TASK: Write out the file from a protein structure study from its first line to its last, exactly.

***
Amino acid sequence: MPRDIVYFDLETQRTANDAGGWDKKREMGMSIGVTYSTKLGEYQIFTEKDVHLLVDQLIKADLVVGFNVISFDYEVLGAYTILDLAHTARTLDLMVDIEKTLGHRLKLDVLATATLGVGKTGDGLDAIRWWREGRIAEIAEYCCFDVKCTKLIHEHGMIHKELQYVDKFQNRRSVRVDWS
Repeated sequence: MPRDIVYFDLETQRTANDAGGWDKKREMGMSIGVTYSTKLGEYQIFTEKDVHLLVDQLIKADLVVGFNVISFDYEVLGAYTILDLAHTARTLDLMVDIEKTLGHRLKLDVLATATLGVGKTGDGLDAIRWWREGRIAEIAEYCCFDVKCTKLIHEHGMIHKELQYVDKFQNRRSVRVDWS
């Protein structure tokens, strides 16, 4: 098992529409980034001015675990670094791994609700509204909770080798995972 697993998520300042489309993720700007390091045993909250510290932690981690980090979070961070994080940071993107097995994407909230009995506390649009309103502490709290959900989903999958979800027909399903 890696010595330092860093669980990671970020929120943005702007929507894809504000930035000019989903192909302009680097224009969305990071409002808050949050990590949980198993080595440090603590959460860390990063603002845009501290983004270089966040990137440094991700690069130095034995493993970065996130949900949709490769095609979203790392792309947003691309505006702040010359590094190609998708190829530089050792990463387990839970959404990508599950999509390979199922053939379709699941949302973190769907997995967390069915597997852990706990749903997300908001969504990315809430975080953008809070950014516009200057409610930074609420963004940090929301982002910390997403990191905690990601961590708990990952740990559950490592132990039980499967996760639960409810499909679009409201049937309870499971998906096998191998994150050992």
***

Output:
Amino acid sequence: MPRDIVYFDLETQRTANDAGGWDKKREMGMSIGVTYSTKLGEYQIFTEKDVHLLVDQLIKADLVVGFNVISFDYEVLGAYTILDLAHTARTLDLMVDIEKTLGHRLKLDVLATATLGVGKTGDGLDAIRWWREGRIAEIAEYCCFDVKCTKLIHEHGMIHKELQYVDKFQNRRSVRVDWS
Repeated sequence: MPRDIVYFDLETQRTANDAGGWDKKREMGMSIGVTYSTKLGEYQIFTEKDVHLLVDQLIKADLVVGFNVISFDYEVLGAYTILDLAHTARTLDLMVDIEKTLGHRLKLDVLATATLGVGKTGDGLDAIRWWREGRIAEIAEYCCFDVKCTKLIHEHGMIHKELQYVDKFQNRRSVRVDWS
């Protein structure tokens, strides 16, 4: 098992529409980034001015675990670094791994609700509204909770080798995972 697993998520300042489309993720700007390091045993909250510290932690981690980090979070961070994080940071993107097995994407909230009995506390649009309103502490709290959900989903999958979800027909399903 890696010595330092860093669980990671970020929120943005702007929507894809504000930035000019989903192909302009680097224009969305990071409002808050949050990590949980198993080595440090603590959460860390990063603002845009501290983004270089966040990137440094991700690069130095034995493993970065996130949900949709490769095609979203790392792309947003691309505006702040010359590094190609998708190829530089050792990463387990839970959404990508599950999509390979199922053939379709699941949302973190769907997995967390069915597997852990706990749903997300908001969504990315809430975080953008809070950014516009200057409610930074609420963004940090929301982002910390997403990191905690990601961590708990990952740990559950490592132990039980499967996760639960409810499909679009409201049937309870499971998906096998191998994150050992």